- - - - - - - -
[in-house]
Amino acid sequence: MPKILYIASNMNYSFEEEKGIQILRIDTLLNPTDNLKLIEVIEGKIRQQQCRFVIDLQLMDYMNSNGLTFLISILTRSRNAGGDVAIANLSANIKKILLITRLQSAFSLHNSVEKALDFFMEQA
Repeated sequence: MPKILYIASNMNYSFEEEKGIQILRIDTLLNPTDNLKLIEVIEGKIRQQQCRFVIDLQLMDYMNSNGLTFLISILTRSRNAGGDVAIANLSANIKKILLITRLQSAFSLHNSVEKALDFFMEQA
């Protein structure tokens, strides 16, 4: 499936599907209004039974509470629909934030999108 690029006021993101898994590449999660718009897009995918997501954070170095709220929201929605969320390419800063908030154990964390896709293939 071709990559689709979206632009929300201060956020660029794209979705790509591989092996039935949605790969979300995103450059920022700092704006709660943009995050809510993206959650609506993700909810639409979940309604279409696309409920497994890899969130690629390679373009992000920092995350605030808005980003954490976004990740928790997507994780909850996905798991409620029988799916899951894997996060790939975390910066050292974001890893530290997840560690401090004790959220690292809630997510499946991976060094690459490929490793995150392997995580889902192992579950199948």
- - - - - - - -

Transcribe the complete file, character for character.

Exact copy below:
[in-house]
Amino acid sequence: MPKILYIASNMNYSFEEEKGIQILRIDTLLNPTDNLKLIEVIEGKIRQQQCRFVIDLQLMDYMNSNGLTFLISILTRSRNAGGDVAIANLSANIKKILLITRLQSAFSLHNSVEKALDFFMEQA
Repeated sequence: MPKILYIASNMNYSFEEEKGIQILRIDTLLNPTDNLKLIEVIEGKIRQQQCRFVIDLQLMDYMNSNGLTFLISILTRSRNAGGDVAIANLSANIKKILLITRLQSAFSLHNSVEKALDFFMEQA
């Protein structure tokens, strides 16, 4: 499936599907209004039974509470629909934030999108 690029006021993101898994590449999660718009897009995918997501954070170095709220929201929605969320390419800063908030154990964390896709293939 071709990559689709979206632009929300201060956020660029794209979705790509591989092996039935949605790969979300995103450059920022700092704006709660943009995050809510993206959650609506993700909810639409979940309604279409696309409920497994890899969130690629390679373009992000920092995350605030808005980003954490976004990740928790997507994780909850996905798991409620029988799916899951894997996060790939975390910066050292974001890893530290997840560690401090004790959220690292809630997510499946991976060094690459490929490793995150392997995580889902192992579950199948």